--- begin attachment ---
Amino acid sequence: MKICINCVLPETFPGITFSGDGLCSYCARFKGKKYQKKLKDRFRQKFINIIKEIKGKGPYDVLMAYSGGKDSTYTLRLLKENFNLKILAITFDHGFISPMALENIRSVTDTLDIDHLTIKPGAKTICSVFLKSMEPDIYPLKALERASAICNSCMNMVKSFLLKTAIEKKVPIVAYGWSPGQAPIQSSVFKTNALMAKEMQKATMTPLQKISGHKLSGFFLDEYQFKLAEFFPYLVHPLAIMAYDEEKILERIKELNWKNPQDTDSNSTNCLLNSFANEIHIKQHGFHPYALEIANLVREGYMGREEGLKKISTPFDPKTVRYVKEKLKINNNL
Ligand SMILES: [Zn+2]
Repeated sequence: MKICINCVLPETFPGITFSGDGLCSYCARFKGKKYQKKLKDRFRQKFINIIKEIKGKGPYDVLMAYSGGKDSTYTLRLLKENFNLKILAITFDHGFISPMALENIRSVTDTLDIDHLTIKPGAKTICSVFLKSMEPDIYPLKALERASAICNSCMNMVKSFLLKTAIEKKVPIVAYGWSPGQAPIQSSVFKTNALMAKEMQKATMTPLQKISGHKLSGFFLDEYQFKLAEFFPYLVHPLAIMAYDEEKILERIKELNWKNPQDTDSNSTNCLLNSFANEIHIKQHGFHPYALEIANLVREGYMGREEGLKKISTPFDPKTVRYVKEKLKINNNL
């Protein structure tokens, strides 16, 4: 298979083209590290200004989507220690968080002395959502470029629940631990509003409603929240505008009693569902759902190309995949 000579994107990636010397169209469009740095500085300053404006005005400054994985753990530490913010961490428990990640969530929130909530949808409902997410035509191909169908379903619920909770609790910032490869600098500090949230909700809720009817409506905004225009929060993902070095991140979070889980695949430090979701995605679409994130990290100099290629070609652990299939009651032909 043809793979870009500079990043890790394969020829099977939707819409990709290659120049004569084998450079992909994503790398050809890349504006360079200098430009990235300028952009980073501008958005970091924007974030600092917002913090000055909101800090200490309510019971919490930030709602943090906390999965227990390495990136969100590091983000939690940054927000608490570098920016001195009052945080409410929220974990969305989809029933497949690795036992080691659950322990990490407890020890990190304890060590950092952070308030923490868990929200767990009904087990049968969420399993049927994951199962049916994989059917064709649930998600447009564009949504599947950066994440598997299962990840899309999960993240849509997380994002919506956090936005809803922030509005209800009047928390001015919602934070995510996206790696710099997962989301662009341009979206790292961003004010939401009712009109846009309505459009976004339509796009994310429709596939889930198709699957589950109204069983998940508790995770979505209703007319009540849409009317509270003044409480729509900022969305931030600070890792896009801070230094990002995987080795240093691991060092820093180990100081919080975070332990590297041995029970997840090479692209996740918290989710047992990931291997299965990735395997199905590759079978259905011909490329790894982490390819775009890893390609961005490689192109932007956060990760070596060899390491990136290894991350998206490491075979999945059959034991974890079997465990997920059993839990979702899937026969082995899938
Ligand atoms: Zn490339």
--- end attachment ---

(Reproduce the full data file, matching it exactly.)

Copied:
Amino acid sequence: MKICINCVLPETFPGITFSGDGLCSYCARFKGKKYQKKLKDRFRQKFINIIKEIKGKGPYDVLMAYSGGKDSTYTLRLLKENFNLKILAITFDHGFISPMALENIRSVTDTLDIDHLTIKPGAKTICSVFLKSMEPDIYPLKALERASAICNSCMNMVKSFLLKTAIEKKVPIVAYGWSPGQAPIQSSVFKTNALMAKEMQKATMTPLQKISGHKLSGFFLDEYQFKLAEFFPYLVHPLAIMAYDEEKILERIKELNWKNPQDTDSNSTNCLLNSFANEIHIKQHGFHPYALEIANLVREGYMGREEGLKKISTPFDPKTVRYVKEKLKINNNL
Ligand SMILES: [Zn+2]
Repeated sequence: MKICINCVLPETFPGITFSGDGLCSYCARFKGKKYQKKLKDRFRQKFINIIKEIKGKGPYDVLMAYSGGKDSTYTLRLLKENFNLKILAITFDHGFISPMALENIRSVTDTLDIDHLTIKPGAKTICSVFLKSMEPDIYPLKALERASAICNSCMNMVKSFLLKTAIEKKVPIVAYGWSPGQAPIQSSVFKTNALMAKEMQKATMTPLQKISGHKLSGFFLDEYQFKLAEFFPYLVHPLAIMAYDEEKILERIKELNWKNPQDTDSNSTNCLLNSFANEIHIKQHGFHPYALEIANLVREGYMGREEGLKKISTPFDPKTVRYVKEKLKINNNL
């Protein structure tokens, strides 16, 4: 298979083209590290200004989507220690968080002395959502470029629940631990509003409603929240505008009693569902759902190309995949 000579994107990636010397169209469009740095500085300053404006005005400054994985753990530490913010961490428990990640969530929130909530949808409902997410035509191909169908379903619920909770609790910032490869600098500090949230909700809720009817409506905004225009929060993902070095991140979070889980695949430090979701995605679409994130990290100099290629070609652990299939009651032909 043809793979870009500079990043890790394969020829099977939707819409990709290659120049004569084998450079992909994503790398050809890349504006360079200098430009990235300028952009980073501008958005970091924007974030600092917002913090000055909101800090200490309510019971919490930030709602943090906390999965227990390495990136969100590091983000939690940054927000608490570098920016001195009052945080409410929220974990969305989809029933497949690795036992080691659950322990990490407890020890990190304890060590950092952070308030923490868990929200767990009904087990049968969420399993049927994951199962049916994989059917064709649930998600447009564009949504599947950066994440598997299962990840899309999960993240849509997380994002919506956090936005809803922030509005209800009047928390001015919602934070995510996206790696710099997962989301662009341009979206790292961003004010939401009712009109846009309505459009976004339509796009994310429709596939889930198709699957589950109204069983998940508790995770979505209703007319009540849409009317509270003044409480729509900022969305931030600070890792896009801070230094990002995987080795240093691991060092820093180990100081919080975070332990590297041995029970997840090479692209996740918290989710047992990931291997299965990735395997199905590759079978259905011909490329790894982490390819775009890893390609961005490689192109932007956060990760070596060899390491990136290894991350998206490491075979999945059959034991974890079997465990997920059993839990979702899937026969082995899938
Ligand atoms: Zn490339």